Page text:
Conservative versus operative treatment for hip fractures in adults

Roughly half of all hip fractures are within the hip joint capsule (intracapsular) and the rest occur outside the hip joint capsule (extracapsular). Nowadays, most of these fractures will be surgically fixed or stabilised using metal implants. However, some patients have conservative treatment which can involve traction, bed rest or restricted mobilisation.

The five randomised trials included in the review involved only 428 elderly patients. One small and potentially biased trial of 23 patients with undisplaced intracapsular fracture provided limited evidence that surgical fixation increased the chances of the fracture healing. The four trials on extracapsular fractures tested a variety of surgical techniques and implant devices and only one trial involving 106 patients can be considered to test current practice. This trial found no major difference between surgery and traction for people with extracapsular fractures. However, people who had surgery had better anatomical outcomes, tended to leave hospital sooner, and seemed less likely to lose their independence.

The review concluded that overall there was insufficient evidence to determine if surgery is better than bed rest and traction for the two categories of hip fractures tested in randomised trials. However, nowadays most people with hip fracture are treated surgically where it is safe to do so. This reflects advances in surgery and anaesthesia and a clearer understanding of the benefits of early mobilisation and of the risks of prolonged hospital stay.

Authors' conclusions: 

Although there is a lack of available evidence to inform practice for undisplaced intracapsular fractures, variation in practice has reduced and most fractures are treated surgically. The limited available evidence from randomised trials does not suggest major differences in outcome between conservative and operative management programmes for extracapsular femoral fractures, but operative treatment is associated with a reduced length of hospital stay and improved rehabilitation. Conservative treatment will be acceptable where modern surgical facilities are unavailable, and will result in a reduction in complications associated with surgery, but rehabilitation is likely to be slower and limb deformity more common. Currently, it is difficult to conceive circumstances in which future trials would be practical or viable.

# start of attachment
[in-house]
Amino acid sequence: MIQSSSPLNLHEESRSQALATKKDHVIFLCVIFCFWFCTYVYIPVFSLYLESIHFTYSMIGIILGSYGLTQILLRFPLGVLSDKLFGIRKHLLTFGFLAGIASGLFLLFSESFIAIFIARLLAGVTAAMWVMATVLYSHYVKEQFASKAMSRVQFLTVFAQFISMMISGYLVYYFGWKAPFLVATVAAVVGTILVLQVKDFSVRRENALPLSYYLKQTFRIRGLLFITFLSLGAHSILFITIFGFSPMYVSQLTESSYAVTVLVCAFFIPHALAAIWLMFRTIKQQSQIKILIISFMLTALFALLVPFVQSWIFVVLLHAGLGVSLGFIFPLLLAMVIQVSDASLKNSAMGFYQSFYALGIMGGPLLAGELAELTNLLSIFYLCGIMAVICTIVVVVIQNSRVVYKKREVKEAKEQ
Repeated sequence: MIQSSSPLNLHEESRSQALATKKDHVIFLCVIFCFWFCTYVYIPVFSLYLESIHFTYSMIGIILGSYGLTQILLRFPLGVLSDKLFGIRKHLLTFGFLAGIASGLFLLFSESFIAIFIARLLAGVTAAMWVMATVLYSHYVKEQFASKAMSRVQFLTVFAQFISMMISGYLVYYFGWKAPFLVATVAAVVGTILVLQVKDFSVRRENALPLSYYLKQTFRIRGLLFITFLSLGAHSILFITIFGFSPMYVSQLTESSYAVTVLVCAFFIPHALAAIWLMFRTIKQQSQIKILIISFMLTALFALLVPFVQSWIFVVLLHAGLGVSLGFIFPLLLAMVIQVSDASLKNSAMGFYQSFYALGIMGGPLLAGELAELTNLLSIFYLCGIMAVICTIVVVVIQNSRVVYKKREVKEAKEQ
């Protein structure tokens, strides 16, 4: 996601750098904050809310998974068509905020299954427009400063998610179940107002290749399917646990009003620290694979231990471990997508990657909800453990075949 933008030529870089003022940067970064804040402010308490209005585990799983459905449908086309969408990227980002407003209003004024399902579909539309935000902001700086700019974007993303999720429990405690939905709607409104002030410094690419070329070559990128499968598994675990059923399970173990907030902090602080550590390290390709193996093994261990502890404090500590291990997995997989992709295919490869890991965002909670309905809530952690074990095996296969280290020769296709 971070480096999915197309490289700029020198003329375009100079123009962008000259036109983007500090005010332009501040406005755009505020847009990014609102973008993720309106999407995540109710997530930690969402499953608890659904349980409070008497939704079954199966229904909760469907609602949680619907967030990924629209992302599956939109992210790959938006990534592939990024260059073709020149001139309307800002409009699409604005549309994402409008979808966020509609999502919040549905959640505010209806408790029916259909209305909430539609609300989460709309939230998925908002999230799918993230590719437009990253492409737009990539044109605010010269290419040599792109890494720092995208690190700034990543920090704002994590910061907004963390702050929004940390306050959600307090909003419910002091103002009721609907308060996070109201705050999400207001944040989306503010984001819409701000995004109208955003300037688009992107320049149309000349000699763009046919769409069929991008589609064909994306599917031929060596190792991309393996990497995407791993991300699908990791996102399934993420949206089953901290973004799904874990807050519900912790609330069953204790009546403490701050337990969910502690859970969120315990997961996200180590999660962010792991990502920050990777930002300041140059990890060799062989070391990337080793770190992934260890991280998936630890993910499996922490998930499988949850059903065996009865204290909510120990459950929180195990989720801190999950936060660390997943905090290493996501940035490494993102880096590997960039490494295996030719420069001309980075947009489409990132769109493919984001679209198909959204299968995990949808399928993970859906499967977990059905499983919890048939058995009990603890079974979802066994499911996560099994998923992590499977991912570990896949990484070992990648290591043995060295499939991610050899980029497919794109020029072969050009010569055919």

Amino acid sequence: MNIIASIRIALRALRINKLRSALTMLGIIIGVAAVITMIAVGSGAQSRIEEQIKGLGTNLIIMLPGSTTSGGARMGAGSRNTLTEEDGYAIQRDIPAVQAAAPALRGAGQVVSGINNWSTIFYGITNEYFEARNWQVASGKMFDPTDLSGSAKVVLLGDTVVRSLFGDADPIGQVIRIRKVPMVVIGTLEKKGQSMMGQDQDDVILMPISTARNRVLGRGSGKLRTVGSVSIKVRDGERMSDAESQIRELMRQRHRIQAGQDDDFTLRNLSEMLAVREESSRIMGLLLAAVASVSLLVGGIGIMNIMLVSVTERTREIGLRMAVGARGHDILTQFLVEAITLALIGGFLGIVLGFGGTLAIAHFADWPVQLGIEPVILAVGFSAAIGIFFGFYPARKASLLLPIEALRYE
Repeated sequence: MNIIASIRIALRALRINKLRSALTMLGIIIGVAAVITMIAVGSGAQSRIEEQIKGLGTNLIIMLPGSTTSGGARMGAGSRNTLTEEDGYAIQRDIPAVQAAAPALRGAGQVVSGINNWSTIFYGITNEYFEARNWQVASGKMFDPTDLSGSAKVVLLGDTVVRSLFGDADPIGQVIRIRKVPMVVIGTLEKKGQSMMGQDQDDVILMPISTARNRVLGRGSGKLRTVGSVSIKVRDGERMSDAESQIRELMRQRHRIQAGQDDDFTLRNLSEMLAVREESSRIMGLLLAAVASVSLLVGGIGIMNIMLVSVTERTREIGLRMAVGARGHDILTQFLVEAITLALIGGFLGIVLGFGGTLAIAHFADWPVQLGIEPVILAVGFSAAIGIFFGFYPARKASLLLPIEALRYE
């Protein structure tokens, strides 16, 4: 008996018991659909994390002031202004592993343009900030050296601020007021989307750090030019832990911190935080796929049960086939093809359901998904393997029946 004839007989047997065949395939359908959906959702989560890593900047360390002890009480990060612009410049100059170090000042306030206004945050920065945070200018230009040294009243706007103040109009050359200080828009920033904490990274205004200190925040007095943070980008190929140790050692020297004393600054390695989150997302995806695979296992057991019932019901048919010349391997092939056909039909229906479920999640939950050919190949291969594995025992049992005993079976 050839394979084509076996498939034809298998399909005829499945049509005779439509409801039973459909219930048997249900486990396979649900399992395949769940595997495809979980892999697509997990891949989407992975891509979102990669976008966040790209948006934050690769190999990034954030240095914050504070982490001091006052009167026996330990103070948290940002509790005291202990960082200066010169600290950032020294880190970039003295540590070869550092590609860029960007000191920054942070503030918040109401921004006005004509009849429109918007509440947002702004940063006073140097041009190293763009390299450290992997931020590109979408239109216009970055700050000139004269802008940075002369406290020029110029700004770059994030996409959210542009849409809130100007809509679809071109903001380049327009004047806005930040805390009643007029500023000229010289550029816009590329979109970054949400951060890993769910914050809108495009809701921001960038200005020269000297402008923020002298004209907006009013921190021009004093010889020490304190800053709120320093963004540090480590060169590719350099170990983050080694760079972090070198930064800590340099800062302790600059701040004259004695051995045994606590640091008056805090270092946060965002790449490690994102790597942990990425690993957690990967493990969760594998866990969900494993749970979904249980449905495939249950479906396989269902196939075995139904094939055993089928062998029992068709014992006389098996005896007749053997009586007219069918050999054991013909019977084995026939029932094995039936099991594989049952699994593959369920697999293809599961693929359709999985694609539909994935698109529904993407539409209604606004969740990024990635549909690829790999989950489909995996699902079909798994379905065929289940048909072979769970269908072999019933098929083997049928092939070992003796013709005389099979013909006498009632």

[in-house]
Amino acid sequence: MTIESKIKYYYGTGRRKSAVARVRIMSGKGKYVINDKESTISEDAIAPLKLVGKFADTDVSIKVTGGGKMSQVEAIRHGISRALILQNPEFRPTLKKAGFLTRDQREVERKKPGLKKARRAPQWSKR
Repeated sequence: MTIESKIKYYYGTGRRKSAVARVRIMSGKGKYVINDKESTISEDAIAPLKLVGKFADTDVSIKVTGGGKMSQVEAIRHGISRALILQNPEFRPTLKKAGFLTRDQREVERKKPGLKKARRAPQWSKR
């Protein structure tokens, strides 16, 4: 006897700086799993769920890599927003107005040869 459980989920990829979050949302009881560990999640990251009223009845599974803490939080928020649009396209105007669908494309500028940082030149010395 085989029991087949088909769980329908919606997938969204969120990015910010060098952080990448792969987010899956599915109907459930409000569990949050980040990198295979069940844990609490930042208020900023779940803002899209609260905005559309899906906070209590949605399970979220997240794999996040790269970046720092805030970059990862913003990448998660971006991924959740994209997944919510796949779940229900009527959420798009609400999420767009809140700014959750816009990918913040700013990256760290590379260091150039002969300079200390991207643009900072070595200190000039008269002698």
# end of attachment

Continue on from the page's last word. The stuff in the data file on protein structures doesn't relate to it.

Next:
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Background: 

Until operative treatment involving the use of various implants was introduced in the 1950s, hip fractures were managed using conservative methods based on traction and bed rest.

Objectives: 

To compare conservative with operative treatment for fractures of the proximal femur (hip) in adults.

Search strategy: 

We searched the Cochrane Bone, Joint and Muscle Trauma Group Specialised Register (March 2008), the Cochrane Central Register of Controlled Trials (The Cochrane Library 2008, Issue 1), MEDLINE (1966 to 2008), EMBASE (1988 to 2008), Current Controlled Trials, orthopaedic journals, conference proceedings and reference lists of articles.

Selection criteria: 

Randomised and quasi-randomised trials comparing these two treatment methods in adults with hip fracture.

Data collection and analysis: 

Two review authors independently assessed trial quality and extracted data. Additional information was sought from trialists. After grouping by fracture type, comparable groups of trials were subgrouped by implant type and data were pooled where appropriate using the fixed-effect model.

Main results: 

The five randomised trials included in the review involved only 428 elderly patients. One small and potentially biased trial of 23 patients with undisplaced intracapsular fracture showed a reduced risk of non-union for those fractures treated operatively. The four trials on extracapsular fractures tested a variety of surgical techniques and implant devices and only one trial involving 106 patients can be considered to test current practice. In this trial, no differences were found in medical complications, mortality and long-term pain. However, operative treatment was more likely to result in the fracture healing without leg shortening, a shorter hospital stay and a statistically non-significant increase in the return of patients back to their original residence.

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